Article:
We must look deeper at our hidden assumptions about reality because any benefits we’ve received from our current model, whether technological, medical, or otherwise will be cancelled out by the collapse of our biosphere. Our worldview creates our world by telling us what is real, what is possible, who and what we are, and how we are supposed to function in the world. Our worldview is our model of reality composed of the very basic stories and ideas we have about how reality works; which we assume to be true. Since these ideas are taken for granted we barely notice our worldview until someone else’s worldview bumps into ours. I study and love anthropology because when two cultures with two different worldviews clash, sparks fly. Sadly with most people these sparks can quickly become wildfires as they try to prove which worldview is the right one—which version of reality is really real. But if you are curious enough and look deeper, you can begin to see where things aren’t as solid as we thought they were. You can begin to see what’s been made up by us collectively and how we’ve become the servants and cogs of an idea. Anthropology forces us to look deeper into the web of culture and its ideas we take for granted every day. This is why I like to call anthropology 101 ‘shock and awe.’
Our current model isn’t working for us or for our planet. We are experiencing ecological destruction, social injustice, and an impoverishment of the spirit. We are so disconnected from everyone and everything—including our own bodies, hearts, and minds. Somehow we have fallen under a spell—we are entranced by a worldview which dominates the Western world and is rapidly squelching all others. It affects you whether you subscribe to it or not.
But there is good news! We made this all up together and together we can change it and create something new. This all starts with changing how we see the world and what we think is possible by creating a new worldview which we can use to create a new model of reality. And once you are able to see the model and the system with its pattern of organization, you can manipulate it effectively.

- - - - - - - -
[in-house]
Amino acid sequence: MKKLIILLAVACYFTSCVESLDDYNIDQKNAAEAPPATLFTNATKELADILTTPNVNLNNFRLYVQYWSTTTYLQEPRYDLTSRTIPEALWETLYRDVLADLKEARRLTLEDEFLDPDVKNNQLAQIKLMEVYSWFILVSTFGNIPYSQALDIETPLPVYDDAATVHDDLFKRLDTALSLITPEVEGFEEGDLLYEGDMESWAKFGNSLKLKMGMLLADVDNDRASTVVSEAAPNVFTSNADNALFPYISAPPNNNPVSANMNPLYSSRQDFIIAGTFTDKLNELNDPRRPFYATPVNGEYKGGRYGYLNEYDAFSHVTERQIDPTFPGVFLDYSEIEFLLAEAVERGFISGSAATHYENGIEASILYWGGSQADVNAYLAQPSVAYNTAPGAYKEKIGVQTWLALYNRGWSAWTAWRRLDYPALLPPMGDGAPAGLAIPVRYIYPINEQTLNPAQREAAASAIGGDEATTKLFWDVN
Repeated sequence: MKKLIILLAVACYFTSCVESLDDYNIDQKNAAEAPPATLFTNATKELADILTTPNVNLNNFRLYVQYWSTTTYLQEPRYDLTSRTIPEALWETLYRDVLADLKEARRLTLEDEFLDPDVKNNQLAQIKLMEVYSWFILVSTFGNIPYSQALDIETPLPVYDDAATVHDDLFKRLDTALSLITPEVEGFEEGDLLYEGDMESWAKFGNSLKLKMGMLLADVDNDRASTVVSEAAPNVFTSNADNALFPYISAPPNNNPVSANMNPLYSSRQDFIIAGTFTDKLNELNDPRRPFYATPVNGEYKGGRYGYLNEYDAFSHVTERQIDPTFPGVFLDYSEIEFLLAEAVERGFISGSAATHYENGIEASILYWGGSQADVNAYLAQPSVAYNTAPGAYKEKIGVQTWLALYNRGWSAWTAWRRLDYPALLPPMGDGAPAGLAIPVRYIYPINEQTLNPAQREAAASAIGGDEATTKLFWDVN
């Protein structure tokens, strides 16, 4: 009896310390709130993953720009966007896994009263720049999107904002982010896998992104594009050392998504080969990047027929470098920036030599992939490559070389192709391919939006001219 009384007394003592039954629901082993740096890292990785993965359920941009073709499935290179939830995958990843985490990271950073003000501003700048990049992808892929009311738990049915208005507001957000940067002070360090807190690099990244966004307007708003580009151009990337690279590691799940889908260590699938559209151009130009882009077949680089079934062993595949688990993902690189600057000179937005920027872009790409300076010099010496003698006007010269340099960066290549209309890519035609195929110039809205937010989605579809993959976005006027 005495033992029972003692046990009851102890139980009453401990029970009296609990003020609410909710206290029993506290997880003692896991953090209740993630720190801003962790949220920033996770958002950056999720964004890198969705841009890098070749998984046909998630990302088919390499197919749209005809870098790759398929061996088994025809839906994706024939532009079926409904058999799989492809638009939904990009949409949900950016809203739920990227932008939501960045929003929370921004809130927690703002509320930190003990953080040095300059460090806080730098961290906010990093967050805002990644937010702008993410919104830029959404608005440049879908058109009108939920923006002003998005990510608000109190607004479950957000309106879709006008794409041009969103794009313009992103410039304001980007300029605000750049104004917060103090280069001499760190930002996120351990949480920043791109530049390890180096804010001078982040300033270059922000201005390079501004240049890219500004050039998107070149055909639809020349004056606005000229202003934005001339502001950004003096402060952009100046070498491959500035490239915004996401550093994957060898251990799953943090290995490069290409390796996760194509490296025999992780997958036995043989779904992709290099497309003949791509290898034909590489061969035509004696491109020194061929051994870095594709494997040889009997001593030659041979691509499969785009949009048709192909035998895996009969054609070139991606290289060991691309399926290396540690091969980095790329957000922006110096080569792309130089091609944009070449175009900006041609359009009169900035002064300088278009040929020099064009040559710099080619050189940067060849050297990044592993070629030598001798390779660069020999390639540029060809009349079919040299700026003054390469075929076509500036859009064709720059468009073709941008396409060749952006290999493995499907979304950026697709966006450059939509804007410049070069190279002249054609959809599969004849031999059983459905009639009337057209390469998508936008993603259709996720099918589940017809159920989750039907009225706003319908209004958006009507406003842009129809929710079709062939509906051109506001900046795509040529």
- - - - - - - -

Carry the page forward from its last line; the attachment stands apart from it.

There is more good news! You can see the new worldview and model that is already beginning to emerge right within this old one. Welcome to the new model of Living Systems Theory, which I will discuss in my next blog, Saving the Planet Kung Fu Part 2: SystemsTheory Basics.
Sources and Further Reading:
Arntz, William, Betsy Chase, and Mark Vicente. (2005). What the Bleep Do We Know? Discovering the Endless Possibilities for Altering Your Everyday Reality. Health Communications, Inc: Deerfield Beach, Florida.
Bell, M.M. (2004). An Invitation to Environmental Sociology, 2nd Edition. Thousand Oaks, CA: Pine Forge Press.
Berman, Morris. (1981). The Reenchantment of the World. Cornell University Press: Ithaca and London.
Capra, Fritjof. (1996). The Web of Life: A new Scientific Understanding of Living Systems. Anchor Books: New York.
Kauffman, Draper L. Jr. (1980). Systems One: An Introduction to Systems Thinking. Future Systems, Inc.
Sahtouris, Elisabet. (2000). Earth Dance: Living Systems in Evolution. iUniversity Press: San Jose
Senge, Peter et. al. (2010). The Necessary Revolution: Working Together to Create a Sustainable World. New York: Broadway Books.
Senge, Peter et. al. (2004). Presence: Human Purpose and the Field of the Future. Society for Organizational Learning/Currency Doubleday: New York.
Swimme, Brian and Thomas Berry. (1992). The Universe Story: From the Primordial Flaring Forth to the Ecozoic Era, A Celebration of the Unfolding of the Cosmos. Harper San Francisco.